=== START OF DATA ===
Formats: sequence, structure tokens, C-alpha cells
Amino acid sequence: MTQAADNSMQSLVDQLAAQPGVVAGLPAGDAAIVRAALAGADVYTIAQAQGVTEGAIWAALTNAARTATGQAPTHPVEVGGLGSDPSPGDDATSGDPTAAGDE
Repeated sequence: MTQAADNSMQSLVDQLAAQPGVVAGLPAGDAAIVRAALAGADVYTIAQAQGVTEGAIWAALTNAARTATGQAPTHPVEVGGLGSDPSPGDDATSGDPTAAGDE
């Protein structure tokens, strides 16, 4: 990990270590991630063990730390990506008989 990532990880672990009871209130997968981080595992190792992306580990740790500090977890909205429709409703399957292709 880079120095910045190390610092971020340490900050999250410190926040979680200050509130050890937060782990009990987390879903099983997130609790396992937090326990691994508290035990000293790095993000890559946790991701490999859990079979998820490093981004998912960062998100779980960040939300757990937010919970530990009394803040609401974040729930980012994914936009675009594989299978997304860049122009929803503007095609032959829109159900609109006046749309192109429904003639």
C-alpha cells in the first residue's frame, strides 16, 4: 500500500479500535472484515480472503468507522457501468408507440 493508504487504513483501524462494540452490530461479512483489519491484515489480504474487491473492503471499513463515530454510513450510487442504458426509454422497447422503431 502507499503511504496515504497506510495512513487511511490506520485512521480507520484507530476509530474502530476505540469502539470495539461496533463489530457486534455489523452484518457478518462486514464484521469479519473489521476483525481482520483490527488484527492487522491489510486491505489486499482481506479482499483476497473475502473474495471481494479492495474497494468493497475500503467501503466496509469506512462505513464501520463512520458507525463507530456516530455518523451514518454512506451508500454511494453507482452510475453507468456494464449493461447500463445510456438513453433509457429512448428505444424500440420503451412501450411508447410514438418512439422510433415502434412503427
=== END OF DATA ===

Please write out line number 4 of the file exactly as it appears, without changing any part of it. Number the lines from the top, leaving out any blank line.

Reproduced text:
């Protein structure tokens, strides 16, 4: 990990270590991630063990730390990506008989 990532990880672990009871209130997968981080595992190792992306580990740790500090977890909205429709409703399957292709 880079120095910045190390610092971020340490900050999250410190926040979680200050509130050890937060782990009990987390879903099983997130609790396992937090326990691994508290035990000293790095993000890559946790991701490999859990079979998820490093981004998912960062998100779980960040939300757990937010919970530990009394803040609401974040729930980012994914936009675009594989299978997304860049122009929803503007095609032959829109159900609109006046749309192109429904003639």